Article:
More transparency, data usage expected from the mining industry of the future – report

(Image courtesy of Wikistrat).

Perth-based consulting firm Sandpit Innovation and global crowdsourcing platform Wikistrat published a report where they explore the mining industry’s future in the age of social awareness.

The report was prepared after engaging an interdisciplinary crowd of 90 experts from the fields of mining, innovation, disruptive technologies, and futurism who generated more than 70 scenario proposals over the course of eight days.

The simulation combined the insights of the experts on how they envision the mining industry in 2030, followed by a voting round to determine the most likely scenarios. 

Employees in mining firms are expected to demand new norms in which information sharing is not avoided but promoted to gain public support

One of the main findings in the report is that increasing demands for transparency from the public and investors, matched with advances in information technologies and rising competition over talent will lead employees in mining firms to demand that management accept and apply new norms in which information sharing is not avoided but promoted to gain public support.

“The shifting social norms within the mining industry, accelerated by digital technologies that will better connect communities to miners, will lead to a new normal in which mining firms will adopt a corporate culture that focuses on restoring and gaining the trust of local communities by providing them with access to information in real-time,” the review states.

According to the document, such transparency is also a must-have when it comes to decision-making. This open-access scenario also sees more automation and data usage, whose value and demand are expected to grow. “As a result, mining firms will create value based on their ability and potential to fulfill such requirements beyond the traditional economic performance indicators,” the analysis reads.

The change in norms and the way things operate is expected to reflect demands not only from employees, communities and regulators but also from the public, as end-consumers are likely to be raising the bar and demanding commitment to Environmental, Social, and Corporate Governance standards.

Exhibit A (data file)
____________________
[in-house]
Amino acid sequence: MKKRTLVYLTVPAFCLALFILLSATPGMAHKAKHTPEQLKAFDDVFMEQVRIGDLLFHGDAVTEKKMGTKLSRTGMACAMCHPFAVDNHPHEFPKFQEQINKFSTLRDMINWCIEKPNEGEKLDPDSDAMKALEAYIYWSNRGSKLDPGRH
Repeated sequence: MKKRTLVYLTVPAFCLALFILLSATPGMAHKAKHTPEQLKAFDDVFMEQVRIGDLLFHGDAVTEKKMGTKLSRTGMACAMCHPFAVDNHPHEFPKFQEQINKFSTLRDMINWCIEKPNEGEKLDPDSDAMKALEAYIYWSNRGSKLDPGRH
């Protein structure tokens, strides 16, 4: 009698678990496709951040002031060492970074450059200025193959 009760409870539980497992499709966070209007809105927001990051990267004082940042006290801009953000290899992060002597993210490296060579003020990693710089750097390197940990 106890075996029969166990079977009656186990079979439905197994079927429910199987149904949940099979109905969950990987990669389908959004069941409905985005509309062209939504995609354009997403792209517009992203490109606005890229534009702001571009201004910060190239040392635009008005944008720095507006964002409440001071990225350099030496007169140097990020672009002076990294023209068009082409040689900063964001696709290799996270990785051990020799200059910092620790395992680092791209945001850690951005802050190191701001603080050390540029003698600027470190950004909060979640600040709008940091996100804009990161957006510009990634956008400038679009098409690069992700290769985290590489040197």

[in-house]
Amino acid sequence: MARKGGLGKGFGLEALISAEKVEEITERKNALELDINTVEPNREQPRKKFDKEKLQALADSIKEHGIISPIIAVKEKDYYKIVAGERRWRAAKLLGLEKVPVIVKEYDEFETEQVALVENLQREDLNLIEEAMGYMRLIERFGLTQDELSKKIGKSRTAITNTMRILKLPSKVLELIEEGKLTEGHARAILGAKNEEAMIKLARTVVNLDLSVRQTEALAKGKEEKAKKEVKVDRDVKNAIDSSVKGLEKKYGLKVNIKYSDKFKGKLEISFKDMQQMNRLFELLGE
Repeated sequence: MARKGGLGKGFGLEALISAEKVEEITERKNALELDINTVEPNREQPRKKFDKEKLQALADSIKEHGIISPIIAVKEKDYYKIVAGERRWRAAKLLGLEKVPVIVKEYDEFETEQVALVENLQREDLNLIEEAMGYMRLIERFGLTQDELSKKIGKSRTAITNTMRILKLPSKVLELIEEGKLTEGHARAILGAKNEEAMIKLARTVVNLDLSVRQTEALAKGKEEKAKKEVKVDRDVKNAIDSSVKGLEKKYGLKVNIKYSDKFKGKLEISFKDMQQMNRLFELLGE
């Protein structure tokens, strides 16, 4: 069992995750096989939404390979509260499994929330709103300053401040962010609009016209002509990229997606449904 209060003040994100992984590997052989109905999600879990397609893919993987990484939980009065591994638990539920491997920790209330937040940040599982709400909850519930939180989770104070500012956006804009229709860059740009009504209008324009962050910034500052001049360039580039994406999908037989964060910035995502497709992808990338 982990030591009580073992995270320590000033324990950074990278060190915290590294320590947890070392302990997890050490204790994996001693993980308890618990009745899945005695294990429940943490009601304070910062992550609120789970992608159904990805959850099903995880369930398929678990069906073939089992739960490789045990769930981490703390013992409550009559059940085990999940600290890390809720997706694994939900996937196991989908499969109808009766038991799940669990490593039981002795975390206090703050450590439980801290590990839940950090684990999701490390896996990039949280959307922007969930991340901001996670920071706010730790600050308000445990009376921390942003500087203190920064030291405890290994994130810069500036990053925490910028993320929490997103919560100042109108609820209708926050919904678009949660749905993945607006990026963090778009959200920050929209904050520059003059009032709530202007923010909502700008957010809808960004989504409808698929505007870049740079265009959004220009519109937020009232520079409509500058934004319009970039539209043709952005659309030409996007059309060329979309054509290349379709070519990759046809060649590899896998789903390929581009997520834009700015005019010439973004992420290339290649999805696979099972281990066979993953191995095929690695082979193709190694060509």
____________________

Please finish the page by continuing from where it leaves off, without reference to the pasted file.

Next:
“The crowd’s primary recommendation to industry executives was to understand that now is the time to experiment, take an active approach, and increase the number and investments in projects that are aimed at achieving better ESG objectives via the use of new technologies, adoption of new norms, whilst seeking to achieve higher transparency,” the report states.

Technological shifts and Tier II miners

Even though new technologies are considered key to keeping the industry current, the experts do not see major risks related to the disruption of the mining sector by Silicon Valley-type of companies.   

“While the crowd suspects that the ‘Tesla-ization’ trend will spill over to the mining industry sooner rather than later, the majority of participants don’t perceive it as an existential industry threat (a Kodak-type disruption). Instead, they viewed it as the emergence of a new type of actor alongside the traditional Tier I firms,” the document reads.

In detail, the experts consulted believe that Tier II mining companies will be likely adopting digital technologies at a faster rate and, thus, will use them to improve production while, at the same time, decreasing costs and reducing their environmental footprint.

“A new set of technologies will help smaller companies to tap and explore areas that were considered not profitable, opening the market to new deposits and increasing productivity and efficiency, creating a market that is highly proliferated with new suppliers in comparison to today’s situation,” the report states. “This trend is likely to accelerate as the prices of raw materials such as copper, zinc, gold, and uranium continue to increase.”

Remote operations

Aided by the covid-19 pandemic, mining companies, especially junior firms, are likely to develop remote operations of mobile mining equipment, which may eventually become autonomous.

“This trend, combined with the developments in data aggregation and analysis of fuel consumption, is likely to provide Tier II mining firms with the ability to reduce cost and extract minerals at a higher efficiency,” the document states. “The crystallization of this new normal will happen when the movement from remote work to complete automatization of work starts to take place. As less labor will be required to operate mining equipment, Tier II mining firms will increase the use of technology companies that offer SaaS products, with a focus on remote and autonomous operations.”

In the view of the people consulted by Sandpit Innovation and Wikistrat, the use of digital technologies will also allow Tier II mining firms to use their size as an advantage when streamlining operations, equipment maintenance, and supplying spares to the mine sites.

“In addition, participants developed scenarios in which Tier II companies will operate new circular business models that will use the data collected to reduce the environmental footprint of their products, allowing them to brand themselves as innovative and green in comparison to tier one firms that will be slow to adopt the new technologies,” the report reads.

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